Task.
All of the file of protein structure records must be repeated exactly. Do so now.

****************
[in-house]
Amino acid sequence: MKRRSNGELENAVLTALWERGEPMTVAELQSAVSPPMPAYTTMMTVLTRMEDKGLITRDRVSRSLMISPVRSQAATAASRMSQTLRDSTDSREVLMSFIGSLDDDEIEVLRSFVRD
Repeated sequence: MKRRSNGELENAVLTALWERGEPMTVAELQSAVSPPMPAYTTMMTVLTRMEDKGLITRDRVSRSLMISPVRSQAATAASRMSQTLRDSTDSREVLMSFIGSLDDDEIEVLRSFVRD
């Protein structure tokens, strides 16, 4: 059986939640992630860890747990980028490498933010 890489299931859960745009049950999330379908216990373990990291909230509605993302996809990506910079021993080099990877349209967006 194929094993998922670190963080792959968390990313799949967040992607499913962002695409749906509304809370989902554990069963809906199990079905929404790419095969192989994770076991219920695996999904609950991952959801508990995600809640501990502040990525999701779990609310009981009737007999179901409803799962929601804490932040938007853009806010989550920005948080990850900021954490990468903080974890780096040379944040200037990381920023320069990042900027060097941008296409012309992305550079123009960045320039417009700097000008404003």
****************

[in-house]
Amino acid sequence: MKRRSNGELENAVLTALWERGEPMTVAELQSAVSPPMPAYTTMMTVLTRMEDKGLITRDRVSRSLMISPVRSQAATAASRMSQTLRDSTDSREVLMSFIGSLDDDEIEVLRSFVRD
Repeated sequence: MKRRSNGELENAVLTALWERGEPMTVAELQSAVSPPMPAYTTMMTVLTRMEDKGLITRDRVSRSLMISPVRSQAATAASRMSQTLRDSTDSREVLMSFIGSLDDDEIEVLRSFVRD
């Protein structure tokens, strides 16, 4: 059986939640992630860890747990980028490498933010 890489299931859960745009049950999330379908216990373990990291909230509605993302996809990506910079021993080099990877349209967006 194929094993998922670190963080792959968390990313799949967040992607499913962002695409749906509304809370989902554990069963809906199990079905929404790419095969192989994770076991219920695996999904609950991952959801508990995600809640501990502040990525999701779990609310009981009737007999179901409803799962929601804490932040938007853009806010989550920005948080990850900021954490990468903080974890780096040379944040200037990381920023320069990042900027060097941008296409012309992305550079123009960045320039417009700097000008404003």